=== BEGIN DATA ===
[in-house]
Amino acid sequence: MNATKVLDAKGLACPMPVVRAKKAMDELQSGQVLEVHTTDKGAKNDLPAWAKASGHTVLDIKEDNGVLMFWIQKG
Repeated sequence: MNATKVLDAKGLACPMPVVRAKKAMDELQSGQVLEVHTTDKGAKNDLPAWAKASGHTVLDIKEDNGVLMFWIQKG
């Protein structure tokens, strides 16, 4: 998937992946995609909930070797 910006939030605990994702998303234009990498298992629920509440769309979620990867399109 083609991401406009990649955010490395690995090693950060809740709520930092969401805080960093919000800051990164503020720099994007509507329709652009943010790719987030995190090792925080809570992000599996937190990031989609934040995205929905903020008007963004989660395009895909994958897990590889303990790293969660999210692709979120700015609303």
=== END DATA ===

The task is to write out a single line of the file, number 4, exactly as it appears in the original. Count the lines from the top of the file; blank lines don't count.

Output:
């Protein structure tokens, strides 16, 4: 998937992946995609909930070797 910006939030605990994702998303234009990498298992629920509440769309979620990867399109 083609991401406009990649955010490395690995090693950060809740709520930092969401805080960093919000800051990164503020720099994007509507329709652009943010790719987030995190090792925080809570992000599996937190990031989609934040995205929905903020008007963004989660395009895909994958897990590889303990790293969660999210692709979120700015609303």